Wednesday, February 3, 2016

What a Character!

A popular post from June 2010

By Julie Wright

I had the pleasure of speaking at a conference with Barbara Hambly who is an amazing writer and someone in the audience asked her, “I’ve done all this research on this history and the way the people dress and how they talk and what they ate back then, and I know the history completely, but there’s just so much that I don’t know where to begin. Where do YOU begin when you’re writing a historical piece?”

Her answer was twenty shades of awesome. She said, “I begin where I begin on any of my books, with the character.”

So when you begin writing a book, no matter the genre, whether it be romance, science fiction, horror, historical . . . whatever—you need to remember to start with the character. Good characters make stories real to readers.

And in order to make your characters real, you must make them behave like real people. Give them their own history. The history or past that you give them will dictate what kind of friends they have, what kind of enemies they have, whether or not they are the type of person who will turn the other cheek or the type who will put a knife in the heart of their enemies. Know your character's past. Know their faults, their strengths, their weaknesses (which is not always to be considered a fault), their hopes, dreams, ambitions.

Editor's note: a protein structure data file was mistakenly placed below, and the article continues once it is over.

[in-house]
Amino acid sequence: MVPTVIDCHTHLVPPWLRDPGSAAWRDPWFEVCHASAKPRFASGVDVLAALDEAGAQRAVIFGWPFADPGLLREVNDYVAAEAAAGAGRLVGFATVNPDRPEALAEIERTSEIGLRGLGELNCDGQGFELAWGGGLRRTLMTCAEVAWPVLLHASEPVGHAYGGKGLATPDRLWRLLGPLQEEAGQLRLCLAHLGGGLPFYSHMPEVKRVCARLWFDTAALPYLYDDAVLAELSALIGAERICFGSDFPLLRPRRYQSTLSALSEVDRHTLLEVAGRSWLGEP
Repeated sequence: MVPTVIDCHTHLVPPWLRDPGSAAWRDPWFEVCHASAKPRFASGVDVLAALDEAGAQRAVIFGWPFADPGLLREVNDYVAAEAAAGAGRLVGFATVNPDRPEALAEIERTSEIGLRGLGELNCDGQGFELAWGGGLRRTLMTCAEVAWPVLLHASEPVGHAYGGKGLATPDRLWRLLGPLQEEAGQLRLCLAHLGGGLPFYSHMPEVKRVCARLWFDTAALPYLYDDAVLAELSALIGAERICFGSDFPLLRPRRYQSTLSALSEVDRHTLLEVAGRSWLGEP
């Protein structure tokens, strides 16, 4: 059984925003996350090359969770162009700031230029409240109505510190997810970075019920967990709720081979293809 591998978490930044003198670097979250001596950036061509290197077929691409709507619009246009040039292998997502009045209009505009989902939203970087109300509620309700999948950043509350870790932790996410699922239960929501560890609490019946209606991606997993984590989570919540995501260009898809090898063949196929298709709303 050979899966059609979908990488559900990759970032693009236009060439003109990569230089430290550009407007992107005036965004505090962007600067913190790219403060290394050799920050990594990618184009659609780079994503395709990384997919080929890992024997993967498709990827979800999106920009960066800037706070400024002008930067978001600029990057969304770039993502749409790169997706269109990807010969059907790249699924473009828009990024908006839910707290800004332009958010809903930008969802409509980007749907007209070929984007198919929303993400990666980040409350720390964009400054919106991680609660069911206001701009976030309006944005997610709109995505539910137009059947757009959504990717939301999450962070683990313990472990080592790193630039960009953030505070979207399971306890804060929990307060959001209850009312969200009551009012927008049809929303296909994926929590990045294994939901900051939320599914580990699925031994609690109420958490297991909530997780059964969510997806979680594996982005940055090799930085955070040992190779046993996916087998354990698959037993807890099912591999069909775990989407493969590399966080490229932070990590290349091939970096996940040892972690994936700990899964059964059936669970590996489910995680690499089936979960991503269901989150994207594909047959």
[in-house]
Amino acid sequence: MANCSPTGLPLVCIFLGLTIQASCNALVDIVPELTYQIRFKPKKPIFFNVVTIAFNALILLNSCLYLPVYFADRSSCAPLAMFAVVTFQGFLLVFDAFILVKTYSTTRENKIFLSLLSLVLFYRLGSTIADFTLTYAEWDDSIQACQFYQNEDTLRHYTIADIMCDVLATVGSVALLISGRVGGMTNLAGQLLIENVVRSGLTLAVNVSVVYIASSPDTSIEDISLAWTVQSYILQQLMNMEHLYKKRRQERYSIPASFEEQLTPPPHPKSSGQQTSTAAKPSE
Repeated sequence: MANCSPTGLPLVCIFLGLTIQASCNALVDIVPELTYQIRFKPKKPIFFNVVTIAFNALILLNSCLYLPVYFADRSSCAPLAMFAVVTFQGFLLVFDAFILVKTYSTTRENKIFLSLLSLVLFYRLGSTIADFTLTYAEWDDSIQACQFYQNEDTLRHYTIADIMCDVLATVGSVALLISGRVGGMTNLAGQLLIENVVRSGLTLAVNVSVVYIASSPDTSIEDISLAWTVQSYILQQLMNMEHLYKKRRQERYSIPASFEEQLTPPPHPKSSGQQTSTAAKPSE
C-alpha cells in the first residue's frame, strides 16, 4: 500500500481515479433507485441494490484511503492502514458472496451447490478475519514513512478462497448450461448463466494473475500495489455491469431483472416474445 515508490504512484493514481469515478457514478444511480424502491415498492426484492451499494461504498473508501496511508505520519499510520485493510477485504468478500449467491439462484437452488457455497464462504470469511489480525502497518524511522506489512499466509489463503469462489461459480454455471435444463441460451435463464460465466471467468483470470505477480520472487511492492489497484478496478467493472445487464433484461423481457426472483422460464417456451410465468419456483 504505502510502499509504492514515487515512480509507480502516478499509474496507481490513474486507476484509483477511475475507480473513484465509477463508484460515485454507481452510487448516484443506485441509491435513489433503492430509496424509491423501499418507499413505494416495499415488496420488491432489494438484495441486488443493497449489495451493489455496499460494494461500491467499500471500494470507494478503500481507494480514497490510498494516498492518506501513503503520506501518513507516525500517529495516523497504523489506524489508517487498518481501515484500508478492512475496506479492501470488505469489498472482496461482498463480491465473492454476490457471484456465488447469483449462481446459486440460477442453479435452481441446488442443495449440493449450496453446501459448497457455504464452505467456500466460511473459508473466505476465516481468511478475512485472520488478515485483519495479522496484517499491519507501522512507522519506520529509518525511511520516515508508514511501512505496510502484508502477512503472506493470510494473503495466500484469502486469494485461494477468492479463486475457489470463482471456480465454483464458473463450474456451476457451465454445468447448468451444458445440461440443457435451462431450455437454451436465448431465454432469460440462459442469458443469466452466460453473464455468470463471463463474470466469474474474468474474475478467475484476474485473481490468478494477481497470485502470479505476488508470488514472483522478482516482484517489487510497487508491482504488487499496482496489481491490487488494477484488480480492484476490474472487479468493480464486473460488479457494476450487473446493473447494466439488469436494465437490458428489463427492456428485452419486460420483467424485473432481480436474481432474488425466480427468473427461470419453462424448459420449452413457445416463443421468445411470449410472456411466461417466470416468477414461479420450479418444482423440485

Even if the back story doesn't end up in the book, you as the author needs to know.

Remember to include the characters, thoughts, feelings and actions along with their dialogue, so you can paint a complete picture of that character for the reader, so that the reader cares, relates to, and feels invested in the character.

Your story is important, but a good story can be made great with an amazing character.

5 comments:

Kimberly said...

I like how you summed that up. Character really is the difference between a good and a great story.

Krista said...

Hey, I just blogged about this! It's true!

Anonymous said...

When I daydream about my characters or have discussions with my husband about what they would do or who would play them in a movie version (my fantasy!), that's when Iknow theya re alive: they stand up on their own.

Kathi Oram Peterson said...

So true! Your protagonist can make or break your story. Thanks for sharing your insight. Great post!

Amery Barry said...

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